In the last blog we looked at how ‘zero’ is the border that separates negative and positive numbers on a number line and that adding positive values is seen as a journey along the line to the right, the destination being the solution. The nature of the addition was seen as an aggregation, that is, combining all the values resulting in a new, greater value. In this blog we will start to look at how addition is seen as augmentation, in other words how the result of an addition is seen as making one value bigger by adding a second. Finally we will consider how the mechanics of augmented addition makes sense of subtraction.

In the last blog we considered the addition of 3 + 2. We will now look at the same problem and see how the imagery differs when seeing the addition as an augmentation.

In short an *aggregation* is best described as a collection of the things being added and then counted to get the result and an * augmentation* is is the result as a new number, of the addition of two or more numbers. To continue this idea of addition of positive numbers as placing one of them at the ‘zero’ starting position if you will, then building up to a solution by adding the next number at the end of the first number. When this is understood in conceptual terms we can begin to look at how subtraction might work under the same rule set. For example what if we wanted to understand what was happening on a number line when we subtract 2 from 5. Well we need to see 5 as the object of the subtraction. It is the number that is having the operation done to it so to speak. We could conceivably see the question as how far away from 0, 2 is from a starting position of 5. In this case we could line the numbers up in the augmented addition model but instead of from a starring point of 0, we line them from the finishing point of 5.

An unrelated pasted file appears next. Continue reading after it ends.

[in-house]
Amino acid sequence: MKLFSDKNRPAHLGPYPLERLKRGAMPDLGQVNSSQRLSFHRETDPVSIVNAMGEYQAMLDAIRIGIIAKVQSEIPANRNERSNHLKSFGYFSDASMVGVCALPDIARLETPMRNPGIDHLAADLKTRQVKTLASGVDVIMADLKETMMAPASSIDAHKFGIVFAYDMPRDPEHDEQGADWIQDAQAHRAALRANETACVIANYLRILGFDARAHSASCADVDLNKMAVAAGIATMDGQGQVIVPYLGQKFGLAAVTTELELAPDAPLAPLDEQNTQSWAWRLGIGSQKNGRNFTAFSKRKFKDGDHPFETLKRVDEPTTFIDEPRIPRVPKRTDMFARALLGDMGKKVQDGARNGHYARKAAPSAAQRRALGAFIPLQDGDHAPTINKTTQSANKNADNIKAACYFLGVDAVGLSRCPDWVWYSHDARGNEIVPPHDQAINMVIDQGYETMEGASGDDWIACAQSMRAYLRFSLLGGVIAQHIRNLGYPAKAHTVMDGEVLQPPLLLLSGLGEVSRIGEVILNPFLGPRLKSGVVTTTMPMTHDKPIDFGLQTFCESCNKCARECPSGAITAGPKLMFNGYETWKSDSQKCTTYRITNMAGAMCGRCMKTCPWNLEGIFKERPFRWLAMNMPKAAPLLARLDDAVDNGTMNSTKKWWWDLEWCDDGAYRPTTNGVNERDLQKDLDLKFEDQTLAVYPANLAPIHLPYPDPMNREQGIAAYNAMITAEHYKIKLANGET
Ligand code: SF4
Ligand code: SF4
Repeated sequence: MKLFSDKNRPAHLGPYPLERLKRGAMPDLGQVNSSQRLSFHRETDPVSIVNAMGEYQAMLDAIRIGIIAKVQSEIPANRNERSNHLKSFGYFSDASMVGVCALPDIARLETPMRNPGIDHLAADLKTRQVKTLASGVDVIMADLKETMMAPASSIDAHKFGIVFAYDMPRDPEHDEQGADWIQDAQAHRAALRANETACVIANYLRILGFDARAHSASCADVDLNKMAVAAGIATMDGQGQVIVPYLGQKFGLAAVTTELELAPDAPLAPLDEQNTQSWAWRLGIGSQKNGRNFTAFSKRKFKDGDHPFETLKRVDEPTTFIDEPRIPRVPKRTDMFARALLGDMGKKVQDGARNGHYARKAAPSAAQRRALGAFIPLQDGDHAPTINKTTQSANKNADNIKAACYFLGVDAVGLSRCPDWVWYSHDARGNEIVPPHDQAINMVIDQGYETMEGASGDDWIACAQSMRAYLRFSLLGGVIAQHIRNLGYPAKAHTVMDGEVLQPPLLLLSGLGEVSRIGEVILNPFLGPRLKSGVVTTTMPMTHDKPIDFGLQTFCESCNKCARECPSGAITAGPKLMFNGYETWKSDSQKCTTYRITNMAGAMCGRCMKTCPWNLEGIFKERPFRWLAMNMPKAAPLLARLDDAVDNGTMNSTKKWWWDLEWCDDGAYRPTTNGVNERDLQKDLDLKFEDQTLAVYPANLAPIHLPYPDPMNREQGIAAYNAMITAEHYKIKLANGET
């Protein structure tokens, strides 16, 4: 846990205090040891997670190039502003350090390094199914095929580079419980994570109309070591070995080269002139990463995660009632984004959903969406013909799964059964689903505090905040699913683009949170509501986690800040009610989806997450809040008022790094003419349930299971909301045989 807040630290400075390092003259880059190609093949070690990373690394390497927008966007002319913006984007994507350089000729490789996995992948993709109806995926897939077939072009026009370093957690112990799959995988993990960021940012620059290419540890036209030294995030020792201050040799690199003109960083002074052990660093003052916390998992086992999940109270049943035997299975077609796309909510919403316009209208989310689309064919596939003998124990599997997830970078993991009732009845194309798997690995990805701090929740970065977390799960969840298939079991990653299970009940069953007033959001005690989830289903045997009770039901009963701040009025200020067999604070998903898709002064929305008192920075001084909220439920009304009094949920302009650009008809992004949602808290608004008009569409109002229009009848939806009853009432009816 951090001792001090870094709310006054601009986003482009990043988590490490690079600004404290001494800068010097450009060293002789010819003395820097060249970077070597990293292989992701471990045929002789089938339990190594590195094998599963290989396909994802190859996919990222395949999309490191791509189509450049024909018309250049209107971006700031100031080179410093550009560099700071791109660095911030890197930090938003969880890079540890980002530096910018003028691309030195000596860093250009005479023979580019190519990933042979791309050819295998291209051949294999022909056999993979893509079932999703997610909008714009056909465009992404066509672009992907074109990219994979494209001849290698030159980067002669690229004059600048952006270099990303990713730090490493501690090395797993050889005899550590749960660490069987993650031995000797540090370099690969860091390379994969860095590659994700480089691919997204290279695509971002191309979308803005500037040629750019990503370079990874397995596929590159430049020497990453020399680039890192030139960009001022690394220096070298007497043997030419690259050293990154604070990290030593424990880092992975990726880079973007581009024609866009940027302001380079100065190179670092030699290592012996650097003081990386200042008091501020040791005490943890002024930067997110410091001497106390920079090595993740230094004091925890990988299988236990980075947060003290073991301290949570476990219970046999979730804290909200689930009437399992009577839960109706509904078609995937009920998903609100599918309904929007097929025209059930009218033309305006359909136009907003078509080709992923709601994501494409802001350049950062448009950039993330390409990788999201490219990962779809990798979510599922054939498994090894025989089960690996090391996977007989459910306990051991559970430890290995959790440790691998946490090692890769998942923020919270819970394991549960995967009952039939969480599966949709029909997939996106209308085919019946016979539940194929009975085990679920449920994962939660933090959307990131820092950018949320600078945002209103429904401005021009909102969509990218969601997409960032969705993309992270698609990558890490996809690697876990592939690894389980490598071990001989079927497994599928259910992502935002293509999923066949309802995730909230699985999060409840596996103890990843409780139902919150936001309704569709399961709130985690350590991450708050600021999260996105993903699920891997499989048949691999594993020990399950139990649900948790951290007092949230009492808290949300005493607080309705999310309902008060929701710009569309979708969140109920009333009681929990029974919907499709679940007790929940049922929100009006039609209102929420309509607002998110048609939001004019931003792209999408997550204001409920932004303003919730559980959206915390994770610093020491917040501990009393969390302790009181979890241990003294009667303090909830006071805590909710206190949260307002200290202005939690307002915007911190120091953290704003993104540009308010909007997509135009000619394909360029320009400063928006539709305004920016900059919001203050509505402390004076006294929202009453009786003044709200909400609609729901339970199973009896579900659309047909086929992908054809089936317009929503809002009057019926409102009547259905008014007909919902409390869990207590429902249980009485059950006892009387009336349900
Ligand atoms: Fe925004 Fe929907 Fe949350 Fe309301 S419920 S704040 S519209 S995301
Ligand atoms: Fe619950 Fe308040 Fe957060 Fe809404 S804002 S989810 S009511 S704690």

The result is what is left of the 5 that we started with and it can be seen that it is indeed 3 away from zero. The model for this can be illustrated as follows and see how there is a direct link to formal column subtraction.

To recap, the model shows that when adding a positive number to a positive number the result is found to the right of zero and can also be interpreted as how far away from zero the sum of the two numbers are. When subtracting a smaller positive number from a larger one, the problem can be interpreted as how far away from zero the number being subtracted is, from the starting point being the larger number. The visual effect is the reverse of adding two positive numbers. Instead of moving to a position on the right from a starting position on the left (0) we start from the right and move to the left to a finishing position (which could be 0 if the subtraction is of two identical whole numbers, or to the right of 0 if the subtracted number is smaller than the number from which it is being subtracted.)

In terms of formal written processes then, column addition is a model of augmentation, whereas formal column subtraction is a model of ‘finding the difference’ of two numbers.

In the next blog we will look at the mechanics of adding a negative number to a positive followed by subtraction a negative from a positive number.